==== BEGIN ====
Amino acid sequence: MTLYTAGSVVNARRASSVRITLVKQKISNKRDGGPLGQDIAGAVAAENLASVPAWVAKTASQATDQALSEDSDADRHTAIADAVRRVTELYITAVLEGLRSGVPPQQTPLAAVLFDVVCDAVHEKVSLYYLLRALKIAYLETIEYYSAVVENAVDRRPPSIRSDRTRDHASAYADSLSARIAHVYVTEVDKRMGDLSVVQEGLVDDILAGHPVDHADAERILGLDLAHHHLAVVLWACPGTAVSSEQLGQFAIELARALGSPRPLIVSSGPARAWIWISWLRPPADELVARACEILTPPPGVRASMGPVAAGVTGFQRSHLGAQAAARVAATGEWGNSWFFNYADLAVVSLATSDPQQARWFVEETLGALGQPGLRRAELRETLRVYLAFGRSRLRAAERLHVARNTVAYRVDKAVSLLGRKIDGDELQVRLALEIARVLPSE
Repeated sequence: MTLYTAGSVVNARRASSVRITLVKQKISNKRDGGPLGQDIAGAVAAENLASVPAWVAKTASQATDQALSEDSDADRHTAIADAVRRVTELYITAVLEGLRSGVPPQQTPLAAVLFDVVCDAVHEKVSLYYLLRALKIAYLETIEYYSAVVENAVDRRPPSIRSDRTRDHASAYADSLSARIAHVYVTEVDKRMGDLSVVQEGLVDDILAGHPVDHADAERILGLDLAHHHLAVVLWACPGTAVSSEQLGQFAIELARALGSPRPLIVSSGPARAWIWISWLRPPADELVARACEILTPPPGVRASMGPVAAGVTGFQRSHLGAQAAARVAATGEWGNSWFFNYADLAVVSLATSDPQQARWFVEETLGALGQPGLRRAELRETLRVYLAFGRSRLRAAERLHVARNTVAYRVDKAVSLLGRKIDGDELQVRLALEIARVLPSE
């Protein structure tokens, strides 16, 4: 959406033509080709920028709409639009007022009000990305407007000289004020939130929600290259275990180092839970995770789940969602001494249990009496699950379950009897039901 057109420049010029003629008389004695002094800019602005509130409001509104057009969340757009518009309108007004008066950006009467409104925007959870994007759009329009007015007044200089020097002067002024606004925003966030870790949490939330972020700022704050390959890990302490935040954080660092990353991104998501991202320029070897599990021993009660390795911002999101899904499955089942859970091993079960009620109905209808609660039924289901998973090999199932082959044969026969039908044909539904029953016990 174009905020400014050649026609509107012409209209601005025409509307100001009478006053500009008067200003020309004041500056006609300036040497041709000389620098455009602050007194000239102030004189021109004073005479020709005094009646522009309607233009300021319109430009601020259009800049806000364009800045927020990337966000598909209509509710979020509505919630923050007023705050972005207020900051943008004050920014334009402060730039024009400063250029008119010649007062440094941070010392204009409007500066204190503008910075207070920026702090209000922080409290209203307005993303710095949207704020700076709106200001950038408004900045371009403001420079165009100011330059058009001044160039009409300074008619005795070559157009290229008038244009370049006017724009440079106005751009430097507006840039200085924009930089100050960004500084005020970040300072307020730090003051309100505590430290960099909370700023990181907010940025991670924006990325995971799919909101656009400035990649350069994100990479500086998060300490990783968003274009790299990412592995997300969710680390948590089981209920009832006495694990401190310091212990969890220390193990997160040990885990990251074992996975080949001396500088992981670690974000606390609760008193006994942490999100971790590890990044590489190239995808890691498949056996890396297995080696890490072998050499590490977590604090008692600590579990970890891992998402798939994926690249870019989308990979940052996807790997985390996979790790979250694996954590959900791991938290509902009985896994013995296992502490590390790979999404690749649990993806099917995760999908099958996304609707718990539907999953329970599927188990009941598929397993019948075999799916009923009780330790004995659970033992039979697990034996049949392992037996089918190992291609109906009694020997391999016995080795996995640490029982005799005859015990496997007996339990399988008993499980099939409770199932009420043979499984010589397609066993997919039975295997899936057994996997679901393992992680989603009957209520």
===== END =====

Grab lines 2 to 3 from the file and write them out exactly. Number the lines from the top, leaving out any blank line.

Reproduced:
Repeated sequence: MTLYTAGSVVNARRASSVRITLVKQKISNKRDGGPLGQDIAGAVAAENLASVPAWVAKTASQATDQALSEDSDADRHTAIADAVRRVTELYITAVLEGLRSGVPPQQTPLAAVLFDVVCDAVHEKVSLYYLLRALKIAYLETIEYYSAVVENAVDRRPPSIRSDRTRDHASAYADSLSARIAHVYVTEVDKRMGDLSVVQEGLVDDILAGHPVDHADAERILGLDLAHHHLAVVLWACPGTAVSSEQLGQFAIELARALGSPRPLIVSSGPARAWIWISWLRPPADELVARACEILTPPPGVRASMGPVAAGVTGFQRSHLGAQAAARVAATGEWGNSWFFNYADLAVVSLATSDPQQARWFVEETLGALGQPGLRRAELRETLRVYLAFGRSRLRAAERLHVARNTVAYRVDKAVSLLGRKIDGDELQVRLALEIARVLPSE
């Protein structure tokens, strides 16, 4: 959406033509080709920028709409639009007022009000990305407007000289004020939130929600290259275990180092839970995770789940969602001494249990009496699950379950009897039901 057109420049010029003629008389004695002094800019602005509130409001509104057009969340757009518009309108007004008066950006009467409104925007959870994007759009329009007015007044200089020097002067002024606004925003966030870790949490939330972020700022704050390959890990302490935040954080660092990353991104998501991202320029070897599990021993009660390795911002999101899904499955089942859970091993079960009620109905209808609660039924289901998973090999199932082959044969026969039908044909539904029953016990 174009905020400014050649026609509107012409209209601005025409509307100001009478006053500009008067200003020309004041500056006609300036040497041709000389620098455009602050007194000239102030004189021109004073005479020709005094009646522009309607233009300021319109430009601020259009800049806000364009800045927020990337966000598909209509509710979020509505919630923050007023705050972005207020900051943008004050920014334009402060730039024009400063250029008119010649007062440094941070010392204009409007500066204190503008910075207070920026702090209000922080409290209203307005993303710095949207704020700076709106200001950038408004900045371009403001420079165009100011330059058009001044160039009409300074008619005795070559157009290229008038244009370049006017724009440079106005751009430097507006840039200085924009930089100050960004500084005020970040300072307020730090003051309100505590430290960099909370700023990181907010940025991670924006990325995971799919909101656009400035990649350069994100990479500086998060300490990783968003274009790299990412592995997300969710680390948590089981209920009832006495694990401190310091212990969890220390193990997160040990885990990251074992996975080949001396500088992981670690974000606390609760008193006994942490999100971790590890990044590489190239995808890691498949056996890396297995080696890490072998050499590490977590604090008692600590579990970890891992998402798939994926690249870019989308990979940052996807790997985390996979790790979250694996954590959900791991938290509902009985896994013995296992502490590390790979999404690749649990993806099917995760999908099958996304609707718990539907999953329970599927188990009941598929397993019948075999799916009923009780330790004995659970033992039979697990034996049949392992037996089918190992291609109906009694020997391999016995080795996995640490029982005799005859015990496997007996339990399988008993499980099939409770199932009420043979499984010589397609066993997919039975295997899936057994996997679901393992992680989603009957209520």